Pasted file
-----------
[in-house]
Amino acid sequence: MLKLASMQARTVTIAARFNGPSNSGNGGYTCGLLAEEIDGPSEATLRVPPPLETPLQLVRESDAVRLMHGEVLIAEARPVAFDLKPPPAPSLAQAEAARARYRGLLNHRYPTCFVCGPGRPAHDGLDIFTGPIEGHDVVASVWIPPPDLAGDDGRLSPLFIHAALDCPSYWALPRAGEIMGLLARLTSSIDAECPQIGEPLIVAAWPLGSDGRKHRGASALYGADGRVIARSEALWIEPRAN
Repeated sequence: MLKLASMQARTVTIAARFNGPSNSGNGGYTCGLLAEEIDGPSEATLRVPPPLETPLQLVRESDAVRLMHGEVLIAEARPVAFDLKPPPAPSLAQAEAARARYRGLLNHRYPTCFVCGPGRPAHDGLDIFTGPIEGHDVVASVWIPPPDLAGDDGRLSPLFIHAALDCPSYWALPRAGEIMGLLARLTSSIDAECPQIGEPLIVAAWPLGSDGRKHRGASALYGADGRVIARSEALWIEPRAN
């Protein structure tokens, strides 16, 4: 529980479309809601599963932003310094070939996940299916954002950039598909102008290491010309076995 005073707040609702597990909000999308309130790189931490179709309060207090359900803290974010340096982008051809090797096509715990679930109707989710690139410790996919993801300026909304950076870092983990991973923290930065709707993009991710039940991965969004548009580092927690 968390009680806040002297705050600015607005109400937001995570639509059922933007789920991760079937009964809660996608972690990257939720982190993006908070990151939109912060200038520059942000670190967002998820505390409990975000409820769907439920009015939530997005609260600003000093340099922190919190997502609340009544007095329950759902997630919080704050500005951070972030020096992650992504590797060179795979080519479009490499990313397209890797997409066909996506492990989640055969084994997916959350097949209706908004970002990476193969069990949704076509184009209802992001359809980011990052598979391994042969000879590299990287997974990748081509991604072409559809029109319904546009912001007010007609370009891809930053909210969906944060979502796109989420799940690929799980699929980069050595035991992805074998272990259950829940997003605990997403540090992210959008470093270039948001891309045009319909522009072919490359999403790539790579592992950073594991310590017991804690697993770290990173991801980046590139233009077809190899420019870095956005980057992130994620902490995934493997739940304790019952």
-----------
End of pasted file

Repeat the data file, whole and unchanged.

[in-house]
Amino acid sequence: MLKLASMQARTVTIAARFNGPSNSGNGGYTCGLLAEEIDGPSEATLRVPPPLETPLQLVRESDAVRLMHGEVLIAEARPVAFDLKPPPAPSLAQAEAARARYRGLLNHRYPTCFVCGPGRPAHDGLDIFTGPIEGHDVVASVWIPPPDLAGDDGRLSPLFIHAALDCPSYWALPRAGEIMGLLARLTSSIDAECPQIGEPLIVAAWPLGSDGRKHRGASALYGADGRVIARSEALWIEPRAN
Repeated sequence: MLKLASMQARTVTIAARFNGPSNSGNGGYTCGLLAEEIDGPSEATLRVPPPLETPLQLVRESDAVRLMHGEVLIAEARPVAFDLKPPPAPSLAQAEAARARYRGLLNHRYPTCFVCGPGRPAHDGLDIFTGPIEGHDVVASVWIPPPDLAGDDGRLSPLFIHAALDCPSYWALPRAGEIMGLLARLTSSIDAECPQIGEPLIVAAWPLGSDGRKHRGASALYGADGRVIARSEALWIEPRAN
């Protein structure tokens, strides 16, 4: 529980479309809601599963932003310094070939996940299916954002950039598909102008290491010309076995 005073707040609702597990909000999308309130790189931490179709309060207090359900803290974010340096982008051809090797096509715990679930109707989710690139410790996919993801300026909304950076870092983990991973923290930065709707993009991710039940991965969004548009580092927690 968390009680806040002297705050600015607005109400937001995570639509059922933007789920991760079937009964809660996608972690990257939720982190993006908070990151939109912060200038520059942000670190967002998820505390409990975000409820769907439920009015939530997005609260600003000093340099922190919190997502609340009544007095329950759902997630919080704050500005951070972030020096992650992504590797060179795979080519479009490499990313397209890797997409066909996506492990989640055969084994997916959350097949209706908004970002990476193969069990949704076509184009209802992001359809980011990052598979391994042969000879590299990287997974990748081509991604072409559809029109319904546009912001007010007609370009891809930053909210969906944060979502796109989420799940690929799980699929980069050595035991992805074998272990259950829940997003605990997403540090992210959008470093270039948001891309045009319909522009072919490359999403790539790579592992950073594991310590017991804690697993770290990173991801980046590139233009077809190899420019870095956005980057992130994620902490995934493997739940304790019952």